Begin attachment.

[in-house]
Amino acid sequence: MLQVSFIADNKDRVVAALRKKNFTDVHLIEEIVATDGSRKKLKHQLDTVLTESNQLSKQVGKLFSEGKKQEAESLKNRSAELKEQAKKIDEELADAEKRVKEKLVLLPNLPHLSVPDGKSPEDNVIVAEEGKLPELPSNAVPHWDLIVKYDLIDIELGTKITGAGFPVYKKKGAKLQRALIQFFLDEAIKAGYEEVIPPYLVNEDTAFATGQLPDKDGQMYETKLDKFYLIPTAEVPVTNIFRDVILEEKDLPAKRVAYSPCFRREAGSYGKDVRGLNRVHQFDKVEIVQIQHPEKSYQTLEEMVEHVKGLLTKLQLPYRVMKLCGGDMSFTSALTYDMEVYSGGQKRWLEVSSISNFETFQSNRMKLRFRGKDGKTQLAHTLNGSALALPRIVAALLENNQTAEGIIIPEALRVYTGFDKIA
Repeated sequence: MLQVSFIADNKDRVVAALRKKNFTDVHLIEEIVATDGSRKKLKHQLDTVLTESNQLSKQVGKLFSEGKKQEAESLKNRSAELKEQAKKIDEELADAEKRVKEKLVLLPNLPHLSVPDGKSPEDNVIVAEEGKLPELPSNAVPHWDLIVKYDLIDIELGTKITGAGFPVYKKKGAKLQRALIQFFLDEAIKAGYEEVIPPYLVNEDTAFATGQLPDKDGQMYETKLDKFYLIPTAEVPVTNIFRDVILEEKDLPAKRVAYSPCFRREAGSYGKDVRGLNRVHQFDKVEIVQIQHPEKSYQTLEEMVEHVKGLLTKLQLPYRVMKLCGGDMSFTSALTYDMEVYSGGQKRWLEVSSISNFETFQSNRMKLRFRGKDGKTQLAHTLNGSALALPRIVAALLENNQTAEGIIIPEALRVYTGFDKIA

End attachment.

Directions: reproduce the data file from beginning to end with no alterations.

[in-house]
Amino acid sequence: MLQVSFIADNKDRVVAALRKKNFTDVHLIEEIVATDGSRKKLKHQLDTVLTESNQLSKQVGKLFSEGKKQEAESLKNRSAELKEQAKKIDEELADAEKRVKEKLVLLPNLPHLSVPDGKSPEDNVIVAEEGKLPELPSNAVPHWDLIVKYDLIDIELGTKITGAGFPVYKKKGAKLQRALIQFFLDEAIKAGYEEVIPPYLVNEDTAFATGQLPDKDGQMYETKLDKFYLIPTAEVPVTNIFRDVILEEKDLPAKRVAYSPCFRREAGSYGKDVRGLNRVHQFDKVEIVQIQHPEKSYQTLEEMVEHVKGLLTKLQLPYRVMKLCGGDMSFTSALTYDMEVYSGGQKRWLEVSSISNFETFQSNRMKLRFRGKDGKTQLAHTLNGSALALPRIVAALLENNQTAEGIIIPEALRVYTGFDKIA
Repeated sequence: MLQVSFIADNKDRVVAALRKKNFTDVHLIEEIVATDGSRKKLKHQLDTVLTESNQLSKQVGKLFSEGKKQEAESLKNRSAELKEQAKKIDEELADAEKRVKEKLVLLPNLPHLSVPDGKSPEDNVIVAEEGKLPELPSNAVPHWDLIVKYDLIDIELGTKITGAGFPVYKKKGAKLQRALIQFFLDEAIKAGYEEVIPPYLVNEDTAFATGQLPDKDGQMYETKLDKFYLIPTAEVPVTNIFRDVILEEKDLPAKRVAYSPCFRREAGSYGKDVRGLNRVHQFDKVEIVQIQHPEKSYQTLEEMVEHVKGLLTKLQLPYRVMKLCGGDMSFTSALTYDMEVYSGGQKRWLEVSSISNFETFQSNRMKLRFRGKDGKTQLAHTLNGSALALPRIVAALLENNQTAEGIIIPEALRVYTGFDKIA